CSU study predicts Utica Shale will fuel big demand for new jobsNovember 19, 2015
The greatest challenge facing the oil and gas industry isn’t the low price of commodities, it’s demographics.
In the next 5 years or so, baby boomers will retire from the industry, leaving a vacuum of skills and leadership.
To capture new jobs from the anticipated “great crew change,” Ohio needs to educate workers for a range of highly skilled jobs, according to a three-part study released Wednesday by researchers at Cleveland State University’s Maxine Goodman Levin College of Urban Affairs.
Researchers from the college’s Center for Economic Development and Energy Policy Center estimate Utica drilling and production will generate 10,505 full-time jobs in Ohio by 2019; a third of those jobs will require higher education. That’s up from an estimated 7,558 jobs this year.
Additionally, the anticipated investment of $4.7 billion over the next five years in interstate pipelines and natural gas processing plants will generate 5,000 construction jobs a year, according the report.
Companies will continue to use transient workers for well-field development and to build interstate pipelines. Local employment will be in post-production activity, such as the maintenance of wells, pipelines and processing plants, according to the report.
A drop in oil and natural gas prices has slowed drilling, but companies with the best-producing acreage and easiest access to pipelines are in the best position to weather the slump and create future jobs.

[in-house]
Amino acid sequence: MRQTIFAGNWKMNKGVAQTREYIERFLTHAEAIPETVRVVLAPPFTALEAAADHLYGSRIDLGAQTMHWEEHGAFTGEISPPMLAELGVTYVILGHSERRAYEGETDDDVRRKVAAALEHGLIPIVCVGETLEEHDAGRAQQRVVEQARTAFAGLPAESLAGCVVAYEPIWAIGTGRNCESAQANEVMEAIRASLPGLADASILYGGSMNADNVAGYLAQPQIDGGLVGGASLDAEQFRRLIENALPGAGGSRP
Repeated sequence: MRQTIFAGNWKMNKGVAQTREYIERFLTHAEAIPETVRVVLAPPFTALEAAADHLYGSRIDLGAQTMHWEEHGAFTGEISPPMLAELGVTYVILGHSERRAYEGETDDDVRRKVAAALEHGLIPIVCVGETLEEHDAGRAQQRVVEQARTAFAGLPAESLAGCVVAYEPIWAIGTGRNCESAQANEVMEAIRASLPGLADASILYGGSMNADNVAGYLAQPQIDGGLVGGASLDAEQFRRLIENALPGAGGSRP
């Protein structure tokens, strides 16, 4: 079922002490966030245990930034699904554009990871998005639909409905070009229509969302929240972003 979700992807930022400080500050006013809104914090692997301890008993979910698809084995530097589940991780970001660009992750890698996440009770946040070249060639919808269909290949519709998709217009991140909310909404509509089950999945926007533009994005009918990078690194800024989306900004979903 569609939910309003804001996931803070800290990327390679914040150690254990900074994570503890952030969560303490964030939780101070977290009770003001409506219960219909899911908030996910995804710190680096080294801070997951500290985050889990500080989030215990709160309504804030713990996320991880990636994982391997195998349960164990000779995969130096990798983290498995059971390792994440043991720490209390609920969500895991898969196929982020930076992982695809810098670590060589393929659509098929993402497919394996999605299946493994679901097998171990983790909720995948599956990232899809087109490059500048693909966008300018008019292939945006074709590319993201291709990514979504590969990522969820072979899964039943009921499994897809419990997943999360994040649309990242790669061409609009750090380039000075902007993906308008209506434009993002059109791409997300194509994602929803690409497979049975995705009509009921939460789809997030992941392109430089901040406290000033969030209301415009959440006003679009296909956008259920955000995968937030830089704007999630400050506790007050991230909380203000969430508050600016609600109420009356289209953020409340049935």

“However, the shale resource is not going away, and the industry is here for the long term and will be positioned to benefit at the time when prices rebound,” the researchers wrote.
Building cracker plants in the region would spur even more job growth. Cracker plants turn ethane, a component of natural gas, into ethylene, a chemical used in plastics. Four crackers have been proposed in the Utica and Marcellus shale regions but none have been built.
Constructing an ethane cracker and associated plants would create 7,400 construction jobs and 1,570 supply jobs for every $1 billion spent, according to the report. Crackers cost $5 billion or more.
When completed, a cracker complex would employ about 400 people, and serve as a platform for economic development within the plastics and manufacturing industries, the report said.
The researchers based their estimates on state, industry and company data, information presented at conferences and personal interviews.
The Regional Economic Competitiveness Strategy Shale Committee commissioned the study, with support from the Economic Growth Foundation and JobsOhio.
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From IndeOnline.com | November 18, 2015